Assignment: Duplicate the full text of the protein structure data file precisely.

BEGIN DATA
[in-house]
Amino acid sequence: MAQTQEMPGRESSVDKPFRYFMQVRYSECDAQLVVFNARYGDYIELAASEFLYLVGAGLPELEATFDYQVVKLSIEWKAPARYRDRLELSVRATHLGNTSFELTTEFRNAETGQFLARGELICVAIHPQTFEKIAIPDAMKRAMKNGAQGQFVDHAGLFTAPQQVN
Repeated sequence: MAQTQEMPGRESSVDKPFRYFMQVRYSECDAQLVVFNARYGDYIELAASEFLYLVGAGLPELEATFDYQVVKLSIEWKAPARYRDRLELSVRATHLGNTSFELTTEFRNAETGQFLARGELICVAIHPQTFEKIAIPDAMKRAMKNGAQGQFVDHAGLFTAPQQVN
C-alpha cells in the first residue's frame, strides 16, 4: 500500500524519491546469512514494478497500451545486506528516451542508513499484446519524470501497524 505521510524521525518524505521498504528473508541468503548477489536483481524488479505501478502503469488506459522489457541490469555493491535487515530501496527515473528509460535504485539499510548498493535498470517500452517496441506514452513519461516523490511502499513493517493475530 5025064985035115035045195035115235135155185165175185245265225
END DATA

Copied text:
[in-house]
Amino acid sequence: MAQTQEMPGRESSVDKPFRYFMQVRYSECDAQLVVFNARYGDYIELAASEFLYLVGAGLPELEATFDYQVVKLSIEWKAPARYRDRLELSVRATHLGNTSFELTTEFRNAETGQFLARGELICVAIHPQTFEKIAIPDAMKRAMKNGAQGQFVDHAGLFTAPQQVN
Repeated sequence: MAQTQEMPGRESSVDKPFRYFMQVRYSECDAQLVVFNARYGDYIELAASEFLYLVGAGLPELEATFDYQVVKLSIEWKAPARYRDRLELSVRATHLGNTSFELTTEFRNAETGQFLARGELICVAIHPQTFEKIAIPDAMKRAMKNGAQGQFVDHAGLFTAPQQVN
C-alpha cells in the first residue's frame, strides 16, 4: 500500500524519491546469512514494478497500451545486506528516451542508513499484446519524470501497524 505521510524521525518524505521498504528473508541468503548477489536483481524488479505501478502503469488506459522489457541490469555493491535487515530501496527515473528509460535504485539499510548498493535498470517500452517496441506514452513519461516523490511502499513493517493475530 5025064985035115035045195035115235135155185165175185245265225